As for Gajer’s championship rival Jonass, things went bad and then worse. Early, Jonass’ slip and fall from the point of a holeshot was a repeat of his faux pas from Assen and the Dutch Grand Prix two weeks previously. The KTM man’s pace to recover from last to sixth was phenomenal and he was looming into Gajser’s shadow when he got the large double around the back of the circuit spectacularly wrong. “I rode at 102 percent and that 2 percent caused me to crash,” he said. “I lost my footing in a rut. I was so lucky.” Chad Reed’s infamous Millville dismount was well and truly beaten in terms of the distance that Jonass flew.
With a bent and broken 250SX-F Jonass—miraculously unhurt—pulled into the pits, lost two laps to repairs but then managed to return to the fray and move from sixteenth to thirteenth and keep some spark to his hopes for a maiden season title. The gap is now 18 points with just 50 to play for this weekend at Glen Helen. Covington meanwhile—first moto overall and moto win trophy in hand—became the sixth victor in MX2 this year and the third to sample a first view from the top step of the box. “I am beyond stoked,” he said. “I did not know I had the overall win until I was walking up to the podium and I asked where I should stand. It is an amazing feeling and something I have not had in a long time.”
The evolving terrain helped produce the goods in the second MXGP moto that served up a riveting battle behind Febvre between Bobryshev, Paulin, Yamaha’s Jeremy Van Horebeek, Rockstar Suzuki’s Glenn Coldenhoff (who had crashed out of the lead early in the first moto to make Febvre’s job easier), a distant Red Bull IceOne Husqvarna’s Max Nagl and the presence of British Champion Simpson who passed all of the above to go 2-2 and celebrate a third podium finish from the last four rounds. “I was just thinking ahead,” the Scot said of some close but measured overtaking. “Motocross is about using your brain and not just about riding wide-open over waves and jumps. As a rider you should be able to select the lines you want and that's what I was doing. I was looking for the best grip on the track. I really enjoyed it.”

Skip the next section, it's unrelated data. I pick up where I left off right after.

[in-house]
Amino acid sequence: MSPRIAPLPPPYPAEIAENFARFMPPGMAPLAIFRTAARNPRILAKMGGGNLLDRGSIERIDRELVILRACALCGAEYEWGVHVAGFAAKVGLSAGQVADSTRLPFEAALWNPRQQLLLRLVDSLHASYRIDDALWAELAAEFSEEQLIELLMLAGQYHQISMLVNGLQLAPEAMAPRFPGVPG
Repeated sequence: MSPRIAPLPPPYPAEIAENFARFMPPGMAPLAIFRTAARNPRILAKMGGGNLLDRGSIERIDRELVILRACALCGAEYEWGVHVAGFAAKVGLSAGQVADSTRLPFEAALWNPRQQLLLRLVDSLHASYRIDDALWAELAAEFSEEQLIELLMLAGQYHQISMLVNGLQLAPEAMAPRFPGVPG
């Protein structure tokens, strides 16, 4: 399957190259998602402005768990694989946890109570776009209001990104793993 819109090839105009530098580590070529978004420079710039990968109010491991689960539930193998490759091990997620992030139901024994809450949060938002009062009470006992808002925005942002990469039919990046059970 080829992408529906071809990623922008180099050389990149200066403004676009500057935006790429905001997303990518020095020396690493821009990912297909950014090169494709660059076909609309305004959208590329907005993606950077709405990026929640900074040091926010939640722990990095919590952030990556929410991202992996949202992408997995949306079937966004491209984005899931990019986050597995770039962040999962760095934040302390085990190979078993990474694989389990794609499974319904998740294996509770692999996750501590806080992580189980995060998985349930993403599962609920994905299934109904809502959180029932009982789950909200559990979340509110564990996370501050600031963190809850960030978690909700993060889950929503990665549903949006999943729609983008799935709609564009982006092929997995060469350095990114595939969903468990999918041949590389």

Febvre was gone and his Motocross of Nations teammate, Paulin, looped out of the dispute for third place with Bobryshev. The HRC pair are still close in the championship chase for the number two plate. Paulin shades it by just 27 points as the Russian took part in his fourth podium ceremony of the year.
The teams that came through the weekend were busy hosing and cleansing race machinery and tools with perhaps more diligence than usual on a Sunday evening mindful of the need to efficiently pack the freight crates for the trip to California and Glen Helen this week. The third Monster Energy U.S. Grand Prix this decade again drops into San Bernardino and with the promise of more AMA participation thanks to names like Jason Anderson, Marvin Musquin, Christophe Pourcel, Cooper Webb, Josh Grant and more. The actual riders that roll into the paddock to compete will probably not be known until this coming Friday but there seems to be a decent chance of a better mix of the two scenes compared to the previous editions in 2010 and 2011. One thing is for certain: almost all of the active MXGP protagonists are rubbing their hands at the prospect of ending the world championship at Glen Helen. The length and variety of the layout means it has previously been a popular stop and will be again for the GP circus.
FIM World Motocross Championship
Round 17 - Leon, Mexico
|4.||Jeremy Van Horebeek||14-18||Yam|
|14.||Brent Van doninck||12-5||Yam|
|MXGP Series Standings|
|6.||Jeremy Van Horebeek||426pts||Yam|
|17.||Ken de Dycker||155pts||KTM|
|MX2 Series Standings|
|13.||Brent Van doninck||265pts||Yam|